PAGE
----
Capitalism

Capitalism Has Improved Access to Entertainment

Central planning doesn’t work.

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Reporters complain about business. We overlook the constant improvements in our lives made possible by greedy businesses competing for your money. Think about how our access to entertainment has improved.

"When I was a kid," says Sean Malone in a new video for the Foundation for Economic Education, "my TV broadcast options were PBS, Fox, ABC, NBC, and CBS. Depending on the weather, it was hit or miss whether or not they were even watchable."

1977 brought the first video rental store. "We literally had to rent a VCR along with two or three movies we could get on VHS from Blockbuster," Malone reminds us, pointing out how much changed. "Now just about anything I've ever wanted to watch is available at the click of a button."

Here's a short version I released this week of the FEE video. It wasn't government or big movie studios that made the amazing array of new options available. They dragged their feet. Malone points out that "the astounding wealth of home entertainment options we have today are the result of entrepreneurial start-ups, like Blockbuster."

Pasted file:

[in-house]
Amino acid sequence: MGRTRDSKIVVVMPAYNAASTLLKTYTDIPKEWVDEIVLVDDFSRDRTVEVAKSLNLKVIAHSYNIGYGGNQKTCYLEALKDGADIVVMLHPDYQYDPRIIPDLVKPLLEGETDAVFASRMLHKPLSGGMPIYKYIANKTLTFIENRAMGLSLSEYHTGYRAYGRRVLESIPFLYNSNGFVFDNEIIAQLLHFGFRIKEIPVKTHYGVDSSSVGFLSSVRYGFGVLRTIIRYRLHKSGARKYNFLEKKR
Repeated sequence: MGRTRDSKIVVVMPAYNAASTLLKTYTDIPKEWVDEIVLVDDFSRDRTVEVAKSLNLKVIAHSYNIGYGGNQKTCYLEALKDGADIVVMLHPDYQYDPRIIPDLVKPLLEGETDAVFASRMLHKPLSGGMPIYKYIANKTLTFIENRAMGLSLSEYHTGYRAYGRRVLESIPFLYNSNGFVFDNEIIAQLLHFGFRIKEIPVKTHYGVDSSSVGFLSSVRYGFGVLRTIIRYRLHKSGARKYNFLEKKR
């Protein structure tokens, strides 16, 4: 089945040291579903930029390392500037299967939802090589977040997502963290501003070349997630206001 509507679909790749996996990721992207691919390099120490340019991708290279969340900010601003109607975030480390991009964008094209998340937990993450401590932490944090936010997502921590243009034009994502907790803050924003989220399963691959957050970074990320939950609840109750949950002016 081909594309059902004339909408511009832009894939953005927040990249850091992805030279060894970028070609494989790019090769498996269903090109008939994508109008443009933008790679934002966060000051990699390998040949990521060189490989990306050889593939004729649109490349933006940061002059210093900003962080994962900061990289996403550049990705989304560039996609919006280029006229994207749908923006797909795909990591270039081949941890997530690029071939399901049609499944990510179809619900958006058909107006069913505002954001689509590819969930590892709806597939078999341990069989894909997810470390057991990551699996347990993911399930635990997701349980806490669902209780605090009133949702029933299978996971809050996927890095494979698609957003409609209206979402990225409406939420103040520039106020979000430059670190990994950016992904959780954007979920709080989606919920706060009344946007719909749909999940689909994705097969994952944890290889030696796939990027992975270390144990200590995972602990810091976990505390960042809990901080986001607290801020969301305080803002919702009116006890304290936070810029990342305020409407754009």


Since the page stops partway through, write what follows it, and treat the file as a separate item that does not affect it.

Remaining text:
Blockbuster letting people watch movies whenever we wanted was a big improvement. But people are ingrates about the things capitalism makes possible. In the 1990s, people complained that Blockbuster's chokehold on video entertainment was so strong that the company would be able to censor anything it didn't like.

Special sanitized versions of movies were distributed through Blockbuster. How would we ever get to see the movies as they were originally intended? Clearly, Blockbuster was a monopoly. Government should regulate "Big Videotape" and break up the Blockbuster monopoly!

Government didn't. Yet Blockbuster is now bankrupt. Its competitors offered so many better things.

That's something to think about now when people call Facebook and Google monopolies. A few years ago, people claimed Netflix had a monopoly.